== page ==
Crown prince Maha Vajiralongkorn formally becomes Thailand’s new king
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Bangkok: Thailand has a new king, with the country’s crown prince formally taking the throne to succeed his much-revered late father, who reigned for 70 years.
The new monarch, who received the title “His Majesty King Maha Vajiralongkorn Bodindradebayavarangkun,” assumed his new position on Thursday, according to an announcement broadcast on all TV channels. He will also be known as Rama X, the tenth king in the Chakri dynasty that was founded in 1782.
A videotaped broadcast showed senior officials presenting the formal invitation to the prince to become king, and then his acceptance. It then showed the officials prostrate themselves at the feet of the new king, who was wearing a formal white uniform with decorations.
Vajiralongkorn’s father, Bhumibol Adulyadej, died on 13 October at age 88 after many years of ill health. In 1972, Bhumibol designated Vajiralongkorn—his second child and only son—as his successor.
Vajiralongkorn, 64, was originally expected to assume the throne the day his father died, but in a surprise announcement, Prime Minister Prayuth Chan-ocha said the prince asked for the succession to be put off so he would have time to mourn.
Thailand is a constitutional monarchy—although currently under military rule—but Bhumibol played an important role in stabilizing his country through a time of enormous change which saw neighbouring monarchies collapse under the pressures of the Vietnam War. He was especially known for his energy in development activities, doing hands-on inspections in remote rural areas. He calmed the country through several political crises.
Vajiralongkorn faces the challenges of a country that has become fractured over the past decade, as contending political forces engaged in bitter battles that sometimes turned violent, leaving a residue of bad feeling and shaking faith in the democratic system.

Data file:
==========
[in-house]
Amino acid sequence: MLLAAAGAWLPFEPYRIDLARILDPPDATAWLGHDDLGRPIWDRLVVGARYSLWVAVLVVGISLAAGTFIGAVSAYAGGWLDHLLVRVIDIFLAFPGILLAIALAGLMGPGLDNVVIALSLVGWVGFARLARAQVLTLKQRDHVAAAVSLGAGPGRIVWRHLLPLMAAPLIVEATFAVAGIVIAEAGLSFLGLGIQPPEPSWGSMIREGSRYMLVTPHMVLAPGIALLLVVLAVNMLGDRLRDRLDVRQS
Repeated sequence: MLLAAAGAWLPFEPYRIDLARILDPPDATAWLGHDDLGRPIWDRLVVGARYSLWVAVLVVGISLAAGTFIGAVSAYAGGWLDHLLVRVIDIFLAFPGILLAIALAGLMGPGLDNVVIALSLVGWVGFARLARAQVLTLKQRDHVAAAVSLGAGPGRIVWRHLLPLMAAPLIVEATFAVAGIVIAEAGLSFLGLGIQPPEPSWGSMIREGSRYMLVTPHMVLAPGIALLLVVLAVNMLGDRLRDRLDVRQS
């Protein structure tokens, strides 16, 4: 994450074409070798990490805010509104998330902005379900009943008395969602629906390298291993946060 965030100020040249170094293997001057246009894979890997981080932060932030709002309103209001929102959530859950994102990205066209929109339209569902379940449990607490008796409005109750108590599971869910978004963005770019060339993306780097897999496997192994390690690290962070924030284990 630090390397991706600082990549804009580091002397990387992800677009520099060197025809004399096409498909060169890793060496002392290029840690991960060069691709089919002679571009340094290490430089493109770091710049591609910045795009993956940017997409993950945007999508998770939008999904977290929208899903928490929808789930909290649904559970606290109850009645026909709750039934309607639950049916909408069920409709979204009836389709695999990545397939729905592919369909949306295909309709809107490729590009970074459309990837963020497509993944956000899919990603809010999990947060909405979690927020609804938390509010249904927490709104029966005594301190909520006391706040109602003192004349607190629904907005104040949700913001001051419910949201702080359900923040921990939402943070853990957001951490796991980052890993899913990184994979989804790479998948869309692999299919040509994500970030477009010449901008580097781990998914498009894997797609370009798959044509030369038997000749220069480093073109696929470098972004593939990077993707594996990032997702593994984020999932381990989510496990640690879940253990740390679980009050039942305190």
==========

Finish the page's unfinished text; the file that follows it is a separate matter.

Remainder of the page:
The new king, with a less intense interest in state affairs and a reputation as a playboy, does not command the same level of respect as Bhumibol. He has gone through divorces with three women who have borne him seven children, and in recent years has spent much of his time residing in Germany. Although most Thais are devoted to the royal institution, it is hard to gauge how they feel privately about Vajiralongkorn because of harsh laws that mandate a prison term of three to 15 years for anyone found guilty of insulting the monarchy.
The prince made his first public appearance in more than a week on Thursday, attending a religious ceremony honouring his late father. He was accompanied by his three sisters, two adult daughters and 11-year-old son.
Shortly afterward, he granted an audience to National Legislative Assembly President Pornpetch Wichitcholchai, Prime Minister Prayuth, Supreme Court Chief Justice Veerapol Tungsuwan and former Prime Minister Prem Tinsulanonda, who had been one of his father’s closest advisers and served as regent in the interim period since Bhumibol’s death.
The cabinet, proceeding according to a 1924 law on succession, on Tuesday had forwarded to the National Legislative Assembly the late king’s appointment of his son to succeed him. The assembly in turn acknowledged the appointment, and its president then issued an invitation to Vajiralongkorn to become king.
Huge crowds have been paying respects to the late king’s remains at the ceremonial Grand Palace. The remains will be cremated in an elaborate ceremony that may take place a year or more after his death. The official coronation of Vajiralongkorn will take place only after the cremation. Bhumibol’s coronation was in 1950, four years after succeeding his brother King Ananda Mahidol, who died of gunshot wounds in unclear circumstances.